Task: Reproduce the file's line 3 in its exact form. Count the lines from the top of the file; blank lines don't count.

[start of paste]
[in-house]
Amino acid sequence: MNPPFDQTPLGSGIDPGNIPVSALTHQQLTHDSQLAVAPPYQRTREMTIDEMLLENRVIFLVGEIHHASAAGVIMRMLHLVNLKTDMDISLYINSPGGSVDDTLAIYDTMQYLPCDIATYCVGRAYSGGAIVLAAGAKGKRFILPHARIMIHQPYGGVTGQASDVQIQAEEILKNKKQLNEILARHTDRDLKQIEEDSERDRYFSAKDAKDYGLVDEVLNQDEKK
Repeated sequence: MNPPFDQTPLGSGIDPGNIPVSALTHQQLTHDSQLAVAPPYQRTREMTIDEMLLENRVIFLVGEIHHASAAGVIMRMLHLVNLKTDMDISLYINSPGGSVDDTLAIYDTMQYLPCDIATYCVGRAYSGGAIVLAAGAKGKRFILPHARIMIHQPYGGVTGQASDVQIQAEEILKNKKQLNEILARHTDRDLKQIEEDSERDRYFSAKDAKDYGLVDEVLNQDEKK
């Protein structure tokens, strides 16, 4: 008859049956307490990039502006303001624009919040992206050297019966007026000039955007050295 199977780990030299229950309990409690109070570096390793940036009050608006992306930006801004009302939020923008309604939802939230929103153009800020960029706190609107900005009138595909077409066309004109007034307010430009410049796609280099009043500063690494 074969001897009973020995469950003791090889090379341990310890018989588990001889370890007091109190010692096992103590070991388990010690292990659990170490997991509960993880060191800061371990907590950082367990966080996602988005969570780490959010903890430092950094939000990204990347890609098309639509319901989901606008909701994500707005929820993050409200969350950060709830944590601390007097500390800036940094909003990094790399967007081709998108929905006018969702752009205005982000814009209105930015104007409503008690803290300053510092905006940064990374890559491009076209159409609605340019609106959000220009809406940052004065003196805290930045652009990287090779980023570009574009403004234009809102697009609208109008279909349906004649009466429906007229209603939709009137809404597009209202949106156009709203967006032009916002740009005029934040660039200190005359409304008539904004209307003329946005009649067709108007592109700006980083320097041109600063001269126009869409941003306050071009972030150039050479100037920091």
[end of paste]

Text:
Repeated sequence: MNPPFDQTPLGSGIDPGNIPVSALTHQQLTHDSQLAVAPPYQRTREMTIDEMLLENRVIFLVGEIHHASAAGVIMRMLHLVNLKTDMDISLYINSPGGSVDDTLAIYDTMQYLPCDIATYCVGRAYSGGAIVLAAGAKGKRFILPHARIMIHQPYGGVTGQASDVQIQAEEILKNKKQLNEILARHTDRDLKQIEEDSERDRYFSAKDAKDYGLVDEVLNQDEKK